Texas Attorney General Ken Paxton filed a lawsuit against Meta. It seeks civil penalties due to Facebook’s facial recognition practices.
Backpedaling among public backlash, the IRS won’t require citizens to use facial recognition for taxes, The New York Times reported.
CEO Blake Hall this week said that the company also used one-to-many technology, which compares selfies taken by users as part of the verification process against a larger database. The company said it maintained an internal database of selfies taken by users and compared new selfies against it using Amazon’s controversial Rekognition technology. As of January 25, 20.9 million users’ selfies had been verified against that database, the company said.
ID.me CEO Blake Hall wrote in a LinkedIn post that his company uses 1:many facial recognition. Cyber Scoop explains how this contradicts a press release saying ID.me does not use this technology. 1:many means the technology can identify people within mass databases of photos. It’s the opposite of the 1:1 face match proposed in the IRS + ID.me verification.
“We could disable the 1:many face search, but then lose a valuable fraud fighting tool. Or we could change our public stance on using 1:many face search,” an engineer wrote in a message posted to a company Slack channel on Tuesday. “But it seems we can’t keep doing one thing and saying another as that’s bound to land us in hot water.”
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DoNotPay can perform a variety of tasks for you, like cancelling subscriptions, appealing parking tickets, and dealing with copyright protection. It has a new service called Photo Ninja that can help block facial recognition.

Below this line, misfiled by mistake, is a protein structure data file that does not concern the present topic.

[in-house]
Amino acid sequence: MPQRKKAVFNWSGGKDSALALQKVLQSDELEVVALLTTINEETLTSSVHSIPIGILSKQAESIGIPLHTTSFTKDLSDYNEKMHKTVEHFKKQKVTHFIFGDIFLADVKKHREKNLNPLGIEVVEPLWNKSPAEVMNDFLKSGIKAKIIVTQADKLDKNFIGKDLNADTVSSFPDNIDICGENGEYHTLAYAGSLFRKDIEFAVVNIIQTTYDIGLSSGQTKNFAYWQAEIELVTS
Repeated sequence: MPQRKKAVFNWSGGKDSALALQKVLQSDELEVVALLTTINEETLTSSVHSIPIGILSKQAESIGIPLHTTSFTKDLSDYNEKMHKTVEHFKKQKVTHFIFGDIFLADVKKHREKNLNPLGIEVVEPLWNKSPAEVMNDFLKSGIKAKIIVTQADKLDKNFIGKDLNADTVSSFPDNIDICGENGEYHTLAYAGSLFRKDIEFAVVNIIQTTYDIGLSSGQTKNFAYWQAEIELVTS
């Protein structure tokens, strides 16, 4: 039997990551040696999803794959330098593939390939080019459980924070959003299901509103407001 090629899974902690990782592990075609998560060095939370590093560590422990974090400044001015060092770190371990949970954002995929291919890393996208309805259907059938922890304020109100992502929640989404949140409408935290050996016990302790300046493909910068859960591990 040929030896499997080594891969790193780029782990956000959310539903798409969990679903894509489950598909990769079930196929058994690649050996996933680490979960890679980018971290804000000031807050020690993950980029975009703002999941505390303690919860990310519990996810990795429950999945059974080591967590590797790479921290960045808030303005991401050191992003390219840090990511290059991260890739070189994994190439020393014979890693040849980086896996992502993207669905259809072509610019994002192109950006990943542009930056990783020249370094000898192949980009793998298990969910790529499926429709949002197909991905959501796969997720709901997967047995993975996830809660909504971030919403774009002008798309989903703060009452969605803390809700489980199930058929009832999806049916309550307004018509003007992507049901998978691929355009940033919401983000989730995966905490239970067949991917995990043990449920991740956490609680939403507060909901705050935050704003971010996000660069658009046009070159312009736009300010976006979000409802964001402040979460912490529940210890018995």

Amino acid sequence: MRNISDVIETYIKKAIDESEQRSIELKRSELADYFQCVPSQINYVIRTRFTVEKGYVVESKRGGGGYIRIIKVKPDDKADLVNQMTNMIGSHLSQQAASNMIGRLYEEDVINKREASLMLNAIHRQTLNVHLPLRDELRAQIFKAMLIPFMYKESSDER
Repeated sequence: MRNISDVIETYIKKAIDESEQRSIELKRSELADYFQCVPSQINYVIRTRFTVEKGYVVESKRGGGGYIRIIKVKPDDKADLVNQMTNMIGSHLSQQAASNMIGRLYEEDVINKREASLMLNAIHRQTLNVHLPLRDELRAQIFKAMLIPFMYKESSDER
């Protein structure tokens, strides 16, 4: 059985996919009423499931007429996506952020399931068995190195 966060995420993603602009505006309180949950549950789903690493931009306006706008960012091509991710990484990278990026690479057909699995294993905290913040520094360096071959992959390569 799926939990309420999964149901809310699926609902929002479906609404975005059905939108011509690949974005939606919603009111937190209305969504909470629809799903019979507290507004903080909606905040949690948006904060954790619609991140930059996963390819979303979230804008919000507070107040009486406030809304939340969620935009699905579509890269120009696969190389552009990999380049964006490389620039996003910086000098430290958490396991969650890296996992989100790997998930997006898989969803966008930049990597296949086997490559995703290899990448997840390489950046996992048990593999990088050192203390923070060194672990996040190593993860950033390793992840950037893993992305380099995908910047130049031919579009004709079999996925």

Photo Ninja uses a novel series of steganography, detection perturbation, visible overlay, and several other AI-based enhancement processes to shield your images from reverse image searches without compromising the look of your photo.
Japan’s NEC has launched a facial recognition system that works even when people are wearing masks. Customers for the tool include Lufthansa and Swiss International Airlines, Shinya Takashima, assistant manager of the company’s digital platform division, told Reuters. (BBC News also reported that London’s Metropolitan Police uses the technology.)
The system determines when a person is wearing a mask and hones in on the parts that are not covered up, such as the eyes and surrounding areas, to verify the subject’s identity. Users register a photo of their face in advance. NEC says verification takes less than one second and claims an accuracy rate of more than 99.9%. The system can be used at security gates in office buildings and other facilities. NEC is also trialing the technology for automated payments at an unmanned convenience store in its Tokyo headquarters.
The Los Angeles police department has banned the use of commercial facial recognition like Clearview AI by its officers.
The LAPD, the third-largest police department in the United States, issued a moratorium on the use of third-party facial recognition software on Nov. 13, after it was told that documents seen by BuzzFeed News showed more than 25 LAPD employees had performed nearly 475 searches using Clearview AI as of earlier this year. Department officials have made conflicting statements in the past about their use of facial recognition technology, including claims that they deploy it sparingly.
Portland’s facial recognition ban passed on Wednesday is the strongest law thus far in the United States.
A surveillance company called Banjo has partnered with Utah state authorities to enable a dystopian panopticon.
The lofty goal of Banjo’s system is to alert law enforcement of crimes as they happen. It claims it does this while somehow stripping all personal data from the system, allowing it to help cops without putting anyone’s privacy at risk. As with other algorithmic crime systems, there is little public oversight or information about how, exactly, the system determines what is worth alerting cops to.
Apple has blocked Clearview AI’s iPhone app, saying it violated the terms of its enterprise program because the app wasn’t for internal use.